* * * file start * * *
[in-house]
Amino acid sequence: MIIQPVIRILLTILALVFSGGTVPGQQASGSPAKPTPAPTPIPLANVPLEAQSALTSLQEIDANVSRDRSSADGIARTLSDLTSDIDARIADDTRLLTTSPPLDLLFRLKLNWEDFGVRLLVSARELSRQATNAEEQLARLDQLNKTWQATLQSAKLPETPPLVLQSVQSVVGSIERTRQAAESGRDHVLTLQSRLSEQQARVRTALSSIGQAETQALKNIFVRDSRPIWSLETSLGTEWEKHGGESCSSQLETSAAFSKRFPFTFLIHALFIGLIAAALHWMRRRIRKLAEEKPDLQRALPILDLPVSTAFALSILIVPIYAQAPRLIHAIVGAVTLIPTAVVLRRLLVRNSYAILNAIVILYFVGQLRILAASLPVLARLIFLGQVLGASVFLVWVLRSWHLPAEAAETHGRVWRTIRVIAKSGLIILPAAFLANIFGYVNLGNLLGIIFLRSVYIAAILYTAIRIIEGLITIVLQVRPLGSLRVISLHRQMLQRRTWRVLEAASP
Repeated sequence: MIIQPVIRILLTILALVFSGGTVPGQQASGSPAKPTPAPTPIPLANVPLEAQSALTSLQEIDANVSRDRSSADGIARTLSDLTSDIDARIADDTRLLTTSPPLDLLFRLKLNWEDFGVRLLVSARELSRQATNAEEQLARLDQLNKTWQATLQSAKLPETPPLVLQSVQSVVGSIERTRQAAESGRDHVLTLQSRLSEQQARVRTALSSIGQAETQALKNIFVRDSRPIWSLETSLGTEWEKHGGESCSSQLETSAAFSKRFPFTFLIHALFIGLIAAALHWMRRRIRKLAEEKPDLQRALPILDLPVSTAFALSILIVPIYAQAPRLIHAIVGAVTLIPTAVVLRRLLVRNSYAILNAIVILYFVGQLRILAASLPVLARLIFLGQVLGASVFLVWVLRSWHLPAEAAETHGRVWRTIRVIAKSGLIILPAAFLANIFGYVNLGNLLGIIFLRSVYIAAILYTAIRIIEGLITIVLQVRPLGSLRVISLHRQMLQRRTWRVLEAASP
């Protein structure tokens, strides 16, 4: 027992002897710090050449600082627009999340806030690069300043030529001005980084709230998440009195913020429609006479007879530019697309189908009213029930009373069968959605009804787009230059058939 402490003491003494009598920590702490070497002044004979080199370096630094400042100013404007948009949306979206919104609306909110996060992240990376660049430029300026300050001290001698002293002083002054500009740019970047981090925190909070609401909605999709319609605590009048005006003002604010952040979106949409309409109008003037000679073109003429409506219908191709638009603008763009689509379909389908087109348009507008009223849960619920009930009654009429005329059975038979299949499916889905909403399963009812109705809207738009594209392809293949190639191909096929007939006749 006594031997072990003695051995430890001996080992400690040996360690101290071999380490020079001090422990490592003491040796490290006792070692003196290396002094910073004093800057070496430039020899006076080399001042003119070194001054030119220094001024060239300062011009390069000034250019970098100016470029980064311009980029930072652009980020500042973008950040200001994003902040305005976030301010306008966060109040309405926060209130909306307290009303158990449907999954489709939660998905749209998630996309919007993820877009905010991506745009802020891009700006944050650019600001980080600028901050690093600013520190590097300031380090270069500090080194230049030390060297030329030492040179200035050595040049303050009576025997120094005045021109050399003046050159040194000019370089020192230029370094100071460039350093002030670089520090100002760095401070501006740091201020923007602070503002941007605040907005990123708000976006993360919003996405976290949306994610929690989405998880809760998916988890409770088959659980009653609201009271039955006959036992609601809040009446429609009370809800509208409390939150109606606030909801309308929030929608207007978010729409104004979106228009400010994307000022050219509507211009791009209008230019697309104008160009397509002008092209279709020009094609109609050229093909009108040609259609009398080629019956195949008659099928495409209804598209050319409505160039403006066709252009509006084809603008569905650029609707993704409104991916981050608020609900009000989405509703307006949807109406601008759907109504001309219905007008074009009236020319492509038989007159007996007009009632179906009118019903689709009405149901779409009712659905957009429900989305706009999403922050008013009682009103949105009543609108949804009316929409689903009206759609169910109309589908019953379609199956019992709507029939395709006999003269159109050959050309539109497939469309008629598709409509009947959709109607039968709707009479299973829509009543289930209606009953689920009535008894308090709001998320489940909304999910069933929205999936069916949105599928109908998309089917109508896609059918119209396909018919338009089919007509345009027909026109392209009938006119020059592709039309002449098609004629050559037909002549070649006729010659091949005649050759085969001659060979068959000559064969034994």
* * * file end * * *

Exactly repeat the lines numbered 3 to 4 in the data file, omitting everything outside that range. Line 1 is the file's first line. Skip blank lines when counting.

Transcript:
Repeated sequence: MIIQPVIRILLTILALVFSGGTVPGQQASGSPAKPTPAPTPIPLANVPLEAQSALTSLQEIDANVSRDRSSADGIARTLSDLTSDIDARIADDTRLLTTSPPLDLLFRLKLNWEDFGVRLLVSARELSRQATNAEEQLARLDQLNKTWQATLQSAKLPETPPLVLQSVQSVVGSIERTRQAAESGRDHVLTLQSRLSEQQARVRTALSSIGQAETQALKNIFVRDSRPIWSLETSLGTEWEKHGGESCSSQLETSAAFSKRFPFTFLIHALFIGLIAAALHWMRRRIRKLAEEKPDLQRALPILDLPVSTAFALSILIVPIYAQAPRLIHAIVGAVTLIPTAVVLRRLLVRNSYAILNAIVILYFVGQLRILAASLPVLARLIFLGQVLGASVFLVWVLRSWHLPAEAAETHGRVWRTIRVIAKSGLIILPAAFLANIFGYVNLGNLLGIIFLRSVYIAAILYTAIRIIEGLITIVLQVRPLGSLRVISLHRQMLQRRTWRVLEAASP
């Protein structure tokens, strides 16, 4: 027992002897710090050449600082627009999340806030690069300043030529001005980084709230998440009195913020429609006479007879530019697309189908009213029930009373069968959605009804787009230059058939 402490003491003494009598920590702490070497002044004979080199370096630094400042100013404007948009949306979206919104609306909110996060992240990376660049430029300026300050001290001698002293002083002054500009740019970047981090925190909070609401909605999709319609605590009048005006003002604010952040979106949409309409109008003037000679073109003429409506219908191709638009603008763009689509379909389908087109348009507008009223849960619920009930009654009429005329059975038979299949499916889905909403399963009812109705809207738009594209392809293949190639191909096929007939006749 006594031997072990003695051995430890001996080992400690040996360690101290071999380490020079001090422990490592003491040796490290006792070692003196290396002094910073004093800057070496430039020899006076080399001042003119070194001054030119220094001024060239300062011009390069000034250019970098100016470029980064311009980029930072652009980020500042973008950040200001994003902040305005976030301010306008966060109040309405926060209130909306307290009303158990449907999954489709939660998905749209998630996309919007993820877009905010991506745009802020891009700006944050650019600001980080600028901050690093600013520190590097300031380090270069500090080194230049030390060297030329030492040179200035050595040049303050009576025997120094005045021109050399003046050159040194000019370089020192230029370094100071460039350093002030670089520090100002760095401070501006740091201020923007602070503002941007605040907005990123708000976006993360919003996405976290949306994610929690989405998880809760998916988890409770088959659980009653609201009271039955006959036992609601809040009446429609009370809800509208409390939150109606606030909801309308929030929608207007978010729409104004979106228009400010994307000022050219509507211009791009209008230019697309104008160009397509002008092209279709020009094609109609050229093909009108040609259609009398080629019956195949008659099928495409209804598209050319409505160039403006066709252009509006084809603008569905650029609707993704409104991916981050608020609900009000989405509703307006949807109406601008759907109504001309219905007008074009009236020319492509038989007159007996007009009632179906009118019903689709009405149901779409009712659905957009429900989305706009999403922050008013009682009103949105009543609108949804009316929409689903009206759609169910109309589908019953379609199956019992709507029939395709006999003269159109050959050309539109497939469309008629598709409509009947959709109607039968709707009479299973829509009543289930209606009953689920009535008894308090709001998320489940909304999910069933929205999936069916949105599928109908998309089917109508896609059918119209396909018919338009089919007509345009027909026109392209009938006119020059592709039309002449098609004629050559037909002549070649006729010659091949005649050759085969001659060979068959000559064969034994």